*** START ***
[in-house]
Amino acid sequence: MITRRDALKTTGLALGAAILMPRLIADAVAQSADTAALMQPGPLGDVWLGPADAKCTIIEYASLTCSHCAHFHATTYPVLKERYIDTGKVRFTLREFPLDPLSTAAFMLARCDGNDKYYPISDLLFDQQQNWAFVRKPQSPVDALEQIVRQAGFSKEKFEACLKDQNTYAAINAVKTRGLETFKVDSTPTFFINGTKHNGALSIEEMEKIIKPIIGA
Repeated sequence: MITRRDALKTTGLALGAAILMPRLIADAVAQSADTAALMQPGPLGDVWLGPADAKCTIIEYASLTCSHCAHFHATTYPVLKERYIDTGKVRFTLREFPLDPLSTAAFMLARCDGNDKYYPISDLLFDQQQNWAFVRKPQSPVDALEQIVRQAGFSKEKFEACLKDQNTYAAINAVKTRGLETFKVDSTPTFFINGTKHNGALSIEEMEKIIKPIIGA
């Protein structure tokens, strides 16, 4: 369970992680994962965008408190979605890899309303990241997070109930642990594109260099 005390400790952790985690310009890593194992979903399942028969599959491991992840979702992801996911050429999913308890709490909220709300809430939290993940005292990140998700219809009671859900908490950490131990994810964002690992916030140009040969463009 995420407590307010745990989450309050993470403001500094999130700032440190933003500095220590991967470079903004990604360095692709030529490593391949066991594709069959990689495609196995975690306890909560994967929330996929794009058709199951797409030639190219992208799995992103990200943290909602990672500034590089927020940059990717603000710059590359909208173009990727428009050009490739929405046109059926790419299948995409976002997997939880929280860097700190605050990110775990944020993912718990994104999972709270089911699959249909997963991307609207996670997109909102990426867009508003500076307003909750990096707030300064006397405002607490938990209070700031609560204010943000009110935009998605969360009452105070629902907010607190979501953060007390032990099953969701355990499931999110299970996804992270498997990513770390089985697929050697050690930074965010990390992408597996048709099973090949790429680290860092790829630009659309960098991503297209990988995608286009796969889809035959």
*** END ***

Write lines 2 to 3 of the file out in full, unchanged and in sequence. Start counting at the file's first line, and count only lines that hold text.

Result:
Amino acid sequence: MITRRDALKTTGLALGAAILMPRLIADAVAQSADTAALMQPGPLGDVWLGPADAKCTIIEYASLTCSHCAHFHATTYPVLKERYIDTGKVRFTLREFPLDPLSTAAFMLARCDGNDKYYPISDLLFDQQQNWAFVRKPQSPVDALEQIVRQAGFSKEKFEACLKDQNTYAAINAVKTRGLETFKVDSTPTFFINGTKHNGALSIEEMEKIIKPIIGA
Repeated sequence: MITRRDALKTTGLALGAAILMPRLIADAVAQSADTAALMQPGPLGDVWLGPADAKCTIIEYASLTCSHCAHFHATTYPVLKERYIDTGKVRFTLREFPLDPLSTAAFMLARCDGNDKYYPISDLLFDQQQNWAFVRKPQSPVDALEQIVRQAGFSKEKFEACLKDQNTYAAINAVKTRGLETFKVDSTPTFFINGTKHNGALSIEEMEKIIKPIIGA